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Posted: November 04, 2008

Older White Caregivers More Likely to Suffer from Poor Health

Elder-caregiving appears to take a heavier toll on the health of older white men and women than it does on older black women in the same situation, according to a report in the Archives of Internal Medicine.

"Among older white men and older white women, caregivers are 1.6 times more likely to die and 1.5 times more likely to develop mobility limitations than the non-caregivers," said Lisa Fredman, PhD, who led a study on caregiver health for Boston University. "But among black women, we find that caregivers have lower rates of mortality and incident mobility limitation than non-caregivers."

 

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Although past studies have found that caregivers have weaker immune systems than non-caregivers, there has not been any consistent evidence that caregiving increases disease occurrence or death, according to background information in the medical journal article.

 

"These inconsistent results suggest the need to examine factors that may influence the association between caregiving and health decline in older adults, particularly race, sex and overall level of physical activity of caregivers and non-caregivers," wrote Fredman, an associate professor of epidemiology at BU’s School of Public Health.

 

Fredman and colleagues said they believe that since physical activity is associated with lower stress and depressive symptoms and protects against heart disease and mobility disability, including it in studies of caregiving "may provide a more accurate description of how caregiving affects physical health."

 

Fredman's research team assessed the health and physical activity -- including daily routine, exercise and caregiving activity -- of 3,075 healthy adults between the ages of 70 and 79, in 1997 and 1998. Of these, 680, or about 22%, were caregivers. Demographic information such as race and sex also were considered. Participants were clinically examined or interviewed every year for eight years, and short telephone interviews were conducted six months between each annual interview.

 

Of study participants, "black women were most likely to be caregivers (28.8%) and to spend the most time caregiving," the study found. "Nineteen percent of black women spent eight or more hours a week performing caregiving activities, whereas white men were least likely to be caregivers (18.2%) and less involved in caregiving activities than other race-sex groups."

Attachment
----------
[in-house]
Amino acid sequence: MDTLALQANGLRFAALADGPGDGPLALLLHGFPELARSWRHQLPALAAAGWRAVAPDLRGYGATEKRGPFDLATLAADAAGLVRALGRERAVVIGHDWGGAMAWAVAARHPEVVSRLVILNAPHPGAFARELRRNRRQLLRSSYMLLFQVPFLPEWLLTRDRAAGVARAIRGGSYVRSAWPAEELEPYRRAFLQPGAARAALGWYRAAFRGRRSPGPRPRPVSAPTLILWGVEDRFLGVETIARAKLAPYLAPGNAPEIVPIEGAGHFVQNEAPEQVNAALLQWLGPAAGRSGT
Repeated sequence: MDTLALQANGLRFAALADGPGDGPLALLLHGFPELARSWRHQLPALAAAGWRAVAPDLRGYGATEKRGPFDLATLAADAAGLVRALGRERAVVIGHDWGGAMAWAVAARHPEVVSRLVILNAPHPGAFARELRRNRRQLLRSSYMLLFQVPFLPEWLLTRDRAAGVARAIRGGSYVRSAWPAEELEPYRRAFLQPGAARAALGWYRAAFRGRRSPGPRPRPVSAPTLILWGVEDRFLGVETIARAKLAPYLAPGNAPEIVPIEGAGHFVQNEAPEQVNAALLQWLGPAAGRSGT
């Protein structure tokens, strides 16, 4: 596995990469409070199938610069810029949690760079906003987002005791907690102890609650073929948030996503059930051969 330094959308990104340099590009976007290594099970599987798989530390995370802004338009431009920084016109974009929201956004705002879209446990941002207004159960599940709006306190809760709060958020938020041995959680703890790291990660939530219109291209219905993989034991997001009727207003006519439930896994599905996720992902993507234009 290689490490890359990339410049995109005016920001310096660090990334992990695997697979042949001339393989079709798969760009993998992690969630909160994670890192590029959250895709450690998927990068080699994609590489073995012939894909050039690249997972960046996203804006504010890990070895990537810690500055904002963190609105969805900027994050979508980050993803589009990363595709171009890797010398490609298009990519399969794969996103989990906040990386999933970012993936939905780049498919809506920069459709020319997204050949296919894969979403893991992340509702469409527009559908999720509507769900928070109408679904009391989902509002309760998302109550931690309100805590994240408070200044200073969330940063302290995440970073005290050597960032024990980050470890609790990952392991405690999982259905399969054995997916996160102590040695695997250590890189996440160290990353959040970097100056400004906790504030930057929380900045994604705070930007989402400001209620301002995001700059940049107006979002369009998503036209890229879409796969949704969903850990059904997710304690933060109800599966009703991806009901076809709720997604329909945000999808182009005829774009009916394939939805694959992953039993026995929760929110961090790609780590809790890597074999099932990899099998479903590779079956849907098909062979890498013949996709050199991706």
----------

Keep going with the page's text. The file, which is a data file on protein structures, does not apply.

Approximately 20% of caregivers died and 50.9% developed mobility limitations, measured as difficulty walking one-quarter mile or climbing 10 steps during two consecutive semiannual follow-ups. Those numbers compared to 22% of non-caregivers who died and 48.9% who developed mobility limitations. Associations differed by race and sex. 

 

"Mortality [death] and mobility limitation rates were 1.5 times higher in white caregivers but not for black female caregivers vs. non-caregivers," the authors wrote.

 

Elderly caregivers who took care of someone for 24 hours or more per week had higher rates of health decline when overall physical activity was taken into consideration.

 

"Regardless of the race-sex group, elderly caregivers who were most intensely involved in caregiving had the highest rates of mobility limitation compared with non-caregivers when adjusting for physical activity," the authors wrote. "These results indicate that caregiving may have deleterious effects on physical health and quality of life, even if it is not a strong risk factor for mortality."

 

The authors concluded that, "Given the increasing number of elderly caregivers in the United States, these results underscore the potential toll of caregiving on physical health and the need for services to reduce caregivers' stress and maintain their health and ability to provide optimal care for their family members."

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